Welcome to the age of the great guilds! we hear the narrator say and our magical journey begins. 20 years ago Loom was released by Lucas Arts and after all this time it still manages to lead us in its mystic world. This is one of the most enchanting games (adventure games for that matter) that i have ever played. Swans, music, art guilds, magic all blend together in a way to offer us a unique experience.
You are Bobbin Threadbare, the Loom child, a young man of the guild of weavers, off to find answers to your questions and possibly save the world. I will not go into the details of the story 'cause I don't want to ruin it for anyone. When the game came out in retail 20 years ago in the box there was a cassette containing an audio drama that helps the player get into the game world and story. I strongly suggest you hear it. You will thoroughly enjoy it and it is only 30 minutes. You can find it on youtube in three parts: Part 1, Part 2 and Part 3.
Having just finished the game again after so many years I still find it refreshing, unique and immersing. I simply did not want it to end. Being an adventure game you solve puzzles in order to progress into the story. In Loom though the puzzles are not you usual inventory based, slider or mechanical puzzles in other games, but rather, a unique use of musical notes. You wave your stuff to play music and according to the melody something happens. So basically, you have melodies that perform certain actions and you use them when you want something done. You hear this melodies when something is happening and then you play them again to perform an action. This works very well and its use blends wonderfully into the game world. There are many ways to use a melody. For example if you play the melody of 'open' backwards, you close something!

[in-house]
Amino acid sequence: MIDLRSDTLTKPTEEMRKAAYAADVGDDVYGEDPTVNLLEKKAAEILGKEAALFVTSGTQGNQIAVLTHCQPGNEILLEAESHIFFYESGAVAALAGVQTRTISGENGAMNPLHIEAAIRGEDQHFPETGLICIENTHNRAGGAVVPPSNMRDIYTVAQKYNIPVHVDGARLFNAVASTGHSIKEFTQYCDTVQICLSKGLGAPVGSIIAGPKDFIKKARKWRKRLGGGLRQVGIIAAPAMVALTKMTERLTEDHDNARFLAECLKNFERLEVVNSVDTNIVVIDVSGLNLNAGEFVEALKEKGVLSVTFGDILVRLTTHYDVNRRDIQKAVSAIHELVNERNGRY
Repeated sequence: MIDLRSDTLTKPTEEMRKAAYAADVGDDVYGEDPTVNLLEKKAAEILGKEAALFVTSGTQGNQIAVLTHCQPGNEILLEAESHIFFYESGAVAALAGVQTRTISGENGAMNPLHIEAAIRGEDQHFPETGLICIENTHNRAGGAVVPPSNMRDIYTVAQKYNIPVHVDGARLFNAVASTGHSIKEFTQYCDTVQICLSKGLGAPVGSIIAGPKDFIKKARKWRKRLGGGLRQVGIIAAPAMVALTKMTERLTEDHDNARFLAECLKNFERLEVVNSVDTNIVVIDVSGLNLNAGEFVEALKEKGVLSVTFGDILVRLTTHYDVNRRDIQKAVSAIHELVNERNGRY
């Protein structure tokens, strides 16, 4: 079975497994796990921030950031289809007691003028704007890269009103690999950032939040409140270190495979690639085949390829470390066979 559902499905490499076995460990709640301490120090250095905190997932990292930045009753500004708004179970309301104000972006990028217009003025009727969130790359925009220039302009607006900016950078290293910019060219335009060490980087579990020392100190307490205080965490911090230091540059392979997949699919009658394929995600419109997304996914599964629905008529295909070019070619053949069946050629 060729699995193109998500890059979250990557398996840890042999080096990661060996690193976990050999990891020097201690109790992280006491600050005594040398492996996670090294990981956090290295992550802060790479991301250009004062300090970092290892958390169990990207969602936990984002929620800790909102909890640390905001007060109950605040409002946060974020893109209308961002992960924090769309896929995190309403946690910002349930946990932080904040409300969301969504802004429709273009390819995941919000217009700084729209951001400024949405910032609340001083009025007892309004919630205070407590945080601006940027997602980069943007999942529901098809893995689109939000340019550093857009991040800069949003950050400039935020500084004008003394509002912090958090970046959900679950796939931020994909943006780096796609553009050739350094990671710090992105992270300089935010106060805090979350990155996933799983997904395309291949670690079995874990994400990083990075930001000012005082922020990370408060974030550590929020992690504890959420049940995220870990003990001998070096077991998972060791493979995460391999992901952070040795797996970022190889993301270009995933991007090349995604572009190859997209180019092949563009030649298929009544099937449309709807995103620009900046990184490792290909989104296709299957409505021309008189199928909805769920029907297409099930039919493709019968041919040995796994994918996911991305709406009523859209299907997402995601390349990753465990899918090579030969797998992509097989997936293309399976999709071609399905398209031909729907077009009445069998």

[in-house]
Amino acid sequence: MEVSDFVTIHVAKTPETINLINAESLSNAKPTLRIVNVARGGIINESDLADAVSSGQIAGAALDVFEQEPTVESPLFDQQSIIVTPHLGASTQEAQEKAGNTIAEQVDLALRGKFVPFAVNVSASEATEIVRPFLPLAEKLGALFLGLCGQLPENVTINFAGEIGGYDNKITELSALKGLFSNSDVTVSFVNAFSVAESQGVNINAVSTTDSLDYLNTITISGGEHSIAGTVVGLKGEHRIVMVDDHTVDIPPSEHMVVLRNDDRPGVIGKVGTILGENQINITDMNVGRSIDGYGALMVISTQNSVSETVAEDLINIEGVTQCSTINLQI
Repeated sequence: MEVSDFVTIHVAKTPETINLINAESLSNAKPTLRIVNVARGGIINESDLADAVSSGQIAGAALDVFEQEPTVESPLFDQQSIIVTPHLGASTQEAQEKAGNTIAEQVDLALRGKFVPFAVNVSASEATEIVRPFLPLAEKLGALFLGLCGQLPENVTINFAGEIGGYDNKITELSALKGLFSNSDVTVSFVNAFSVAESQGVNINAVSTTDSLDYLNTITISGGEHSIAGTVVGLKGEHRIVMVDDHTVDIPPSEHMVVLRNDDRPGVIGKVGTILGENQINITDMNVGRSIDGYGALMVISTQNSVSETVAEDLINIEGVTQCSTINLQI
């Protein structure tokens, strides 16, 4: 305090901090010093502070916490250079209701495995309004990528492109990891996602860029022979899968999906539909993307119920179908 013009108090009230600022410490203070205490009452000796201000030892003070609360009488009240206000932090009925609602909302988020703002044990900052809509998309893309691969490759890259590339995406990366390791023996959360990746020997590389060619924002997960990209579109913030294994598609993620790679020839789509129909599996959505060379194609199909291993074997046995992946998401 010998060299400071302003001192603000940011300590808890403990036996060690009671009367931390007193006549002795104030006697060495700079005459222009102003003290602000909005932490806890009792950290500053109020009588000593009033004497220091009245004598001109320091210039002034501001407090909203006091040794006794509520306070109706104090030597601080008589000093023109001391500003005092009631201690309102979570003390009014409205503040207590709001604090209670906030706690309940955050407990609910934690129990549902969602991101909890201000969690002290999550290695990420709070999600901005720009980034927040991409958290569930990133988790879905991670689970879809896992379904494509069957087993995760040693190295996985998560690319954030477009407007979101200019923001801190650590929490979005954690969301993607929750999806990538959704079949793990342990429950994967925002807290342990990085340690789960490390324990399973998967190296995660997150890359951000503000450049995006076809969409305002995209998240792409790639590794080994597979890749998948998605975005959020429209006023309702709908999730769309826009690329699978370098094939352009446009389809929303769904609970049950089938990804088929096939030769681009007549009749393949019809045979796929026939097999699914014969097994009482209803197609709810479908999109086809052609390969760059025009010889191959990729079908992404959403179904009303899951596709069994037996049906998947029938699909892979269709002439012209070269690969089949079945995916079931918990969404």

The game is rather easy and short. An experienced adventure gamer will finish it probably in an afternoon and that is the game's biggest drawback. In order to extend its length you can play it in a higher level of difficulty. The different levels of difficulty do not have to do with the puzzles themselves, but instead with, how the notes are presented to the player. In the easiest mode the game shows you the notes of the melodies that you hear in order to play them again. In the highest difficulty mode you play the game by ear alone. In any difficulty level though, it is essential to note down the melodies and what they do, which is fun on its own.
The game's finalle clearly suggest that there will be a sequel, but 20 years have passed and nothing. I would have really loved to play the next Loom game but unfortunately Lucas Arts probably is not going to give us one. You can get this game from steam for a very low price, or try your luck in Ebay. If you encounter any old disks of any version(PC disks, Amiga CD, FM Towns, etc) it will play wonderfully with ScummVM. I strongly suggest this game to anyone that likes a good story and an immersing experience in a magical world.